President Lincoln now walked from the bowels of the city past the houses that held those auctions, which you could follow with guided narration. He would climb into the seat of Jefferson Davis at the Confederate White House, perhaps not for pique, but rest, and know that the four years, now compressed into the Union Army recapturing Richmond after nine months of siege, would lead to even greater surrender.


  • Richmond Then

    The Virginia Capitol- Was a center of activity for Confederate causes as it served as the Confederate Capitol building from 1861-5. Abraham Lincoln would tour the building during his footsteps in the capital the week of the Confederate evacuation. Its history, however, goes even further back, when it was established to house the Virginia General Assembly, the first legislated body in the western hemisphere, known as the House of Burgesses, in 1619. This building itself was built in 1788.

    The Slave Trade- Until the time of the American Revolution, slaves were brought from Africa up the James River to be auctioned in the houses that dotted the riverbank streets. The practice of import was halted by legislation in 1778, but did not stop the sale of slaves to southern plantations within the United States. Lumpkin's Jail was just one of the houses that served as lodging for slave traders, a holding facility for slaves, and auction house.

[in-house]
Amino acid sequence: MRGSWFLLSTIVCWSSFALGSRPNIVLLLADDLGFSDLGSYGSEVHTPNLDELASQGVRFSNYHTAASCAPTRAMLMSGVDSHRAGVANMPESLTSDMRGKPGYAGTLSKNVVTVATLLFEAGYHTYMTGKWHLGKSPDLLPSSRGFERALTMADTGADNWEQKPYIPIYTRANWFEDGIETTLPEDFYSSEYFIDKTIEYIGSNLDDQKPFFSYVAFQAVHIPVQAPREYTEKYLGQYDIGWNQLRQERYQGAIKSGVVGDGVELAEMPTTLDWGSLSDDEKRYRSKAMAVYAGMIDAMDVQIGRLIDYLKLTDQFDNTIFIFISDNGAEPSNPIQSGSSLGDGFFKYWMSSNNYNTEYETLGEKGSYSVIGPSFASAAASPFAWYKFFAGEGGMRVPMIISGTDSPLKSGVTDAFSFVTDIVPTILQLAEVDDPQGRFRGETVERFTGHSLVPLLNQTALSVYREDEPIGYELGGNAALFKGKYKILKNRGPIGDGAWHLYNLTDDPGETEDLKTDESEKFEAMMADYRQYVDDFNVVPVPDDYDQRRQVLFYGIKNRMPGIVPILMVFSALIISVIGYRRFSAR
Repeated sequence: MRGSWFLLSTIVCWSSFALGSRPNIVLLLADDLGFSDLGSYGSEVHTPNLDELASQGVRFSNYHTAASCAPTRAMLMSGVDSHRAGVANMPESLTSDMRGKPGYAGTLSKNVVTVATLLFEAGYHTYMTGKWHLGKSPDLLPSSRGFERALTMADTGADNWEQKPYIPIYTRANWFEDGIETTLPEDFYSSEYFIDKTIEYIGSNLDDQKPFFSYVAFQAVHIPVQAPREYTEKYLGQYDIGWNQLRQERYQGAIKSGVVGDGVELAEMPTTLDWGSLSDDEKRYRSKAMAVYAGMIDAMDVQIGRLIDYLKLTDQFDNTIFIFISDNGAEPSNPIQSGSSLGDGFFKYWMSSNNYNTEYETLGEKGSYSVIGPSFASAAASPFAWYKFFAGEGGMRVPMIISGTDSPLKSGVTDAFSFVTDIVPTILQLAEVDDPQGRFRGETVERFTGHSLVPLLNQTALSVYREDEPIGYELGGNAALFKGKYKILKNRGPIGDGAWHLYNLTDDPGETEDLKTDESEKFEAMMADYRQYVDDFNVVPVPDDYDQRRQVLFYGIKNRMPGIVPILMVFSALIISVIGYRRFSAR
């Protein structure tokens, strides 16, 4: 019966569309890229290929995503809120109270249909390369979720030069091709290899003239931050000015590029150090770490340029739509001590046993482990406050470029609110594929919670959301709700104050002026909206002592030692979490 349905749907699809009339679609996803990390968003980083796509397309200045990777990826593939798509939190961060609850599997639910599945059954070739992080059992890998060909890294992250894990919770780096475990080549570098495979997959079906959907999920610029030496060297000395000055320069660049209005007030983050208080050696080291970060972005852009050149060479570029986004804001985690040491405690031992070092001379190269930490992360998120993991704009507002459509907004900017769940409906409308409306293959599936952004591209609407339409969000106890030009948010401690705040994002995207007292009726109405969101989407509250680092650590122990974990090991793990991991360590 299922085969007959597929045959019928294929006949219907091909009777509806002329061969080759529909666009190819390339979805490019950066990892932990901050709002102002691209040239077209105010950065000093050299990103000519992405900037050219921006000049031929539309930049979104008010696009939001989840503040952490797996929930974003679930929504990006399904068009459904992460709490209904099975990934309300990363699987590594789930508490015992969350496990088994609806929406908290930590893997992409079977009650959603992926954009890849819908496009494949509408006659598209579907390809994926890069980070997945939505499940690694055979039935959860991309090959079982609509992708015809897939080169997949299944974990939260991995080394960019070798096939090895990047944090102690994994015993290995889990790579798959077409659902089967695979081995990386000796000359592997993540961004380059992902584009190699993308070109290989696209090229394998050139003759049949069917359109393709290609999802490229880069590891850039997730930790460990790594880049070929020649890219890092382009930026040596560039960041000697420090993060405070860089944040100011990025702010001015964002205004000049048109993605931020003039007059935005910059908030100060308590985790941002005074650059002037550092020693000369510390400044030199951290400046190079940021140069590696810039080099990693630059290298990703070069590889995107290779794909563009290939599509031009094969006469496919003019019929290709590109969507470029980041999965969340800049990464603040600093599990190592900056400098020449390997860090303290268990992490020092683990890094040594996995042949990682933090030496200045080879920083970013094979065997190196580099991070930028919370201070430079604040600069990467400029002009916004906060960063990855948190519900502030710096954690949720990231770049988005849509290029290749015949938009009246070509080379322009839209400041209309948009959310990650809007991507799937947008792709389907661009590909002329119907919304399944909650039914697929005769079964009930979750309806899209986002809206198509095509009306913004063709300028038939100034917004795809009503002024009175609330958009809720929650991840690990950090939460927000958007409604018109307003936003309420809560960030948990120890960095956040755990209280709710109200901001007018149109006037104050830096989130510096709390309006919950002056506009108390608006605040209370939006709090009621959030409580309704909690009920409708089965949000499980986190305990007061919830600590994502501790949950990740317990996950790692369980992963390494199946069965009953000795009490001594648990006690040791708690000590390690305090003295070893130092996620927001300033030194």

Richmond Now

    Tredegar Iron Works - Begun in 1836, the site is now the home to the Visitor Center for the National Park, which has several sites spread throughout the city to visit. The iron works were used during the Civil War to make cannons and other munitions fot the Confederate army. Beside the iron works today, the American Civil War Center sits, which can be visited for an additional fee. Down along the river, you can also walk over a pedestrian bridge to the site of the Prison of War camp at Belle Isle, where 30,000 Union prisoners were kept. The park has many additional units outside the center of the city where battles of the siege timeframe and Seven Days Battles of 1862 took place, including Cold Harbor, Fort Harrison, and Malvern Hill.